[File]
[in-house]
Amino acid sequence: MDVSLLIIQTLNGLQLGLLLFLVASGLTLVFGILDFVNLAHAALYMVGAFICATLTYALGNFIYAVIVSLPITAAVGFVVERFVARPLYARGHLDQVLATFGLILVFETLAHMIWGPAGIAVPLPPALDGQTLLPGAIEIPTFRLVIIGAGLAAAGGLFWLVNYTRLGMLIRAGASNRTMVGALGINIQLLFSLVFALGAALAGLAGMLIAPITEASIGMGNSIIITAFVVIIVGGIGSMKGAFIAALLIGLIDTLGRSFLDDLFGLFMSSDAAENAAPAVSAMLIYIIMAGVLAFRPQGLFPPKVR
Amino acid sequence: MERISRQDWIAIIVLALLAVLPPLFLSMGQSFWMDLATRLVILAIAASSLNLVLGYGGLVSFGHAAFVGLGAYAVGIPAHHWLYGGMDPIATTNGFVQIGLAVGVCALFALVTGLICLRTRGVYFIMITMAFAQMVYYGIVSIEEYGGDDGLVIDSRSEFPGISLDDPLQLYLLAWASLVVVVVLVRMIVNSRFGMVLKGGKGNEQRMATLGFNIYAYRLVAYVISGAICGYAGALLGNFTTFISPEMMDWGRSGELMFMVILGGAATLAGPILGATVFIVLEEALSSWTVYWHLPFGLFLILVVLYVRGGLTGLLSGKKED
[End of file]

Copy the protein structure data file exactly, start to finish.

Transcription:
[in-house]
Amino acid sequence: MDVSLLIIQTLNGLQLGLLLFLVASGLTLVFGILDFVNLAHAALYMVGAFICATLTYALGNFIYAVIVSLPITAAVGFVVERFVARPLYARGHLDQVLATFGLILVFETLAHMIWGPAGIAVPLPPALDGQTLLPGAIEIPTFRLVIIGAGLAAAGGLFWLVNYTRLGMLIRAGASNRTMVGALGINIQLLFSLVFALGAALAGLAGMLIAPITEASIGMGNSIIITAFVVIIVGGIGSMKGAFIAALLIGLIDTLGRSFLDDLFGLFMSSDAAENAAPAVSAMLIYIIMAGVLAFRPQGLFPPKVR
Amino acid sequence: MERISRQDWIAIIVLALLAVLPPLFLSMGQSFWMDLATRLVILAIAASSLNLVLGYGGLVSFGHAAFVGLGAYAVGIPAHHWLYGGMDPIATTNGFVQIGLAVGVCALFALVTGLICLRTRGVYFIMITMAFAQMVYYGIVSIEEYGGDDGLVIDSRSEFPGISLDDPLQLYLLAWASLVVVVVLVRMIVNSRFGMVLKGGKGNEQRMATLGFNIYAYRLVAYVISGAICGYAGALLGNFTTFISPEMMDWGRSGELMFMVILGGAATLAGPILGATVFIVLEEALSSWTVYWHLPFGLFLILVVLYVRGGLTGLLSGKKED